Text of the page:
In a recent Glassdoor survey, 42% of U.S. employees reported having experienced or seen racism at work, and 55% said their company should do more to improve diversity and inclusion.
While the American workplace is more multiracial than ever before, Black workers still face many obstacles. Racism is a critical issue in the hiring process, with white applicants receiving an average of 36% more callbacks for jobs than equally qualified applicants, according to research by Northwestern University, Harvard and the Institute for Social Research. Black Americans also endure lower wages, fewer promotional opportunities, reduced benefits, increased risks of being fired and higher levels of unemployment than their white counterparts. Black full-time employees earned 30% less than white full-time employees last year, and only a little more than half had private health insurance in 2018, compared with 75% percent of white employees. They also face greater job insecurity, as Black workers are more likely to work in less stable industries, such as retail and health care.
Today, Black people account for about 13% of the U.S. population but just over 3% of the senior leadership roles at large companies and fewer than 1% of all Fortune 500 chief executive officer positions, according to an analysis by the Center for Talent Innovation. Yet research has shown that diverse teams are more innovative, more thoughtful, more objective and higher-performing.
Let’s explore some concrete actions organizations can take to disrupt racism in the workplace.
What to Do First
Companies should develop a diversity framework by looking at their systems with a fresh perspective. The first step is for business leaders to take a serious, truthful look at where they are and where they’ve fallen short. This transparency builds trust with employees and gives them hope for change. As part of the assessment, it’s critical to root out racist policies, practices and incidents.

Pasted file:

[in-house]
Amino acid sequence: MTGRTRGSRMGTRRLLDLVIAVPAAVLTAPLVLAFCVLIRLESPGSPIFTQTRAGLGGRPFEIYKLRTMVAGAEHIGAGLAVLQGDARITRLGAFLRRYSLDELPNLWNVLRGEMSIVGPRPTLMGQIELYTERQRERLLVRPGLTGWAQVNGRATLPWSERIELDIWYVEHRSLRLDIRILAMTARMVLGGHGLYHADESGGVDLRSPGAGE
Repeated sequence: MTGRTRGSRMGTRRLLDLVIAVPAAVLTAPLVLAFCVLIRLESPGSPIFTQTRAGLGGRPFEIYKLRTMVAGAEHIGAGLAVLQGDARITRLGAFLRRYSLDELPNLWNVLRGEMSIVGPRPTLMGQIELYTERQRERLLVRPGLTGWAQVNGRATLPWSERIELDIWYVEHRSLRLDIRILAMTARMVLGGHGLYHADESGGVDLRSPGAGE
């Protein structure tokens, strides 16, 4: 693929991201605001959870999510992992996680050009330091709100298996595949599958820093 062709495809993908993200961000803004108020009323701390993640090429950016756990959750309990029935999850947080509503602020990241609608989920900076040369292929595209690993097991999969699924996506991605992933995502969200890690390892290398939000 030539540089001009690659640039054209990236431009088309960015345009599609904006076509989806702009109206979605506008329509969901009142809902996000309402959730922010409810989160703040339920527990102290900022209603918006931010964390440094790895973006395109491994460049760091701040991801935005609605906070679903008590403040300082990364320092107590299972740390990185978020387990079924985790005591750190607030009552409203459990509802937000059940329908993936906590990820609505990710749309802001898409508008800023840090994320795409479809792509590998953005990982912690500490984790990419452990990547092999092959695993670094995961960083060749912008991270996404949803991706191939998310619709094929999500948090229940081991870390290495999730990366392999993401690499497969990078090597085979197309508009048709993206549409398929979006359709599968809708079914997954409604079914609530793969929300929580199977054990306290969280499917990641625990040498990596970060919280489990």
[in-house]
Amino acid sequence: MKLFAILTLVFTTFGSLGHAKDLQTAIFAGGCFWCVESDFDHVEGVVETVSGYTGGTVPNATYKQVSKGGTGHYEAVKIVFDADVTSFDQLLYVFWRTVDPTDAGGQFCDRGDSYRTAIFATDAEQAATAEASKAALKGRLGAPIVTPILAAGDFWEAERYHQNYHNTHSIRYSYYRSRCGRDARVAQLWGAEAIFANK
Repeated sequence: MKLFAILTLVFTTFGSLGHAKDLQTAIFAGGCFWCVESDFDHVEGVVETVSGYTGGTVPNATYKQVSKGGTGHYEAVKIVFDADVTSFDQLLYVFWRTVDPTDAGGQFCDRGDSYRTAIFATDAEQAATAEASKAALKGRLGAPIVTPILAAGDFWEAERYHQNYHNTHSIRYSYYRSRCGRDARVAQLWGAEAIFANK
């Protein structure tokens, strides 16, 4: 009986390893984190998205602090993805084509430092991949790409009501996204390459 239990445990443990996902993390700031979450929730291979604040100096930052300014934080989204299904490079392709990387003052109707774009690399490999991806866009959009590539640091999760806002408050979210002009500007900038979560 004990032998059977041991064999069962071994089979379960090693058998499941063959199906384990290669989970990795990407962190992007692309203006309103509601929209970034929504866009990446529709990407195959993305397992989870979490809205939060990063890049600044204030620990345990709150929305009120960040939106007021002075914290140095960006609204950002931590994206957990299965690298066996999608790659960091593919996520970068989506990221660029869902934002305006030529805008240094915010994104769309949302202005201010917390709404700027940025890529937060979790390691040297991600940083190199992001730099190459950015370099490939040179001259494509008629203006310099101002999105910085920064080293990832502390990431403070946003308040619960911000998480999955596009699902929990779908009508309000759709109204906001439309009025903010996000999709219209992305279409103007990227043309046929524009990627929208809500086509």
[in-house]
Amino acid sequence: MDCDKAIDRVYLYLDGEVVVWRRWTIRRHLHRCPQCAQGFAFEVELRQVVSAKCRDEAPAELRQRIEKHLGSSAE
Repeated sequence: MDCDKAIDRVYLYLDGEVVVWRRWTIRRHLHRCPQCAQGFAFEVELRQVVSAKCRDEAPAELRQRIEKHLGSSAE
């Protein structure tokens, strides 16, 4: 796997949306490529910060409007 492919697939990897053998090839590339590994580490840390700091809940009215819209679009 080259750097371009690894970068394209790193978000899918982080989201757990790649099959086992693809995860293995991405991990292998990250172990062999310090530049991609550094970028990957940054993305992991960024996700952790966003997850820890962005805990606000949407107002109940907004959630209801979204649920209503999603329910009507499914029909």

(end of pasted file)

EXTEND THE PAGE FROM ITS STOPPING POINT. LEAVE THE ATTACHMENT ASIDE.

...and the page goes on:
Once the assessment is complete, employers can create a comprehensive framework with specific measurable goals — for example, “increase the number of Black managers by 10% through mentorship and sponsorship programs.”
Now is the time to take a bold stance — to make a commitment to be an anti-racist company. Organizations should shift from focusing on the business case for diversity to focusing on the moral case and communicate to employees that inclusion is an ethical imperative. It’s also important that the person leading equity efforts report directly to the CEO so that he or she has access and funding.
“To be anti-racist is to acknowledge the permanence of racism through organizations, industries and communities, and to recognize that racism is a system of disproportionate opportunity and penalties based on skin color,” Dr. Laura Morgan Roberts told CNBC last month. She is a University of Virginia professor; an author and speaker; and the co-editor of the book “Race, Work, and Leadership: New Perspectives on the Black Experience” (Harvard Business Press, 2019).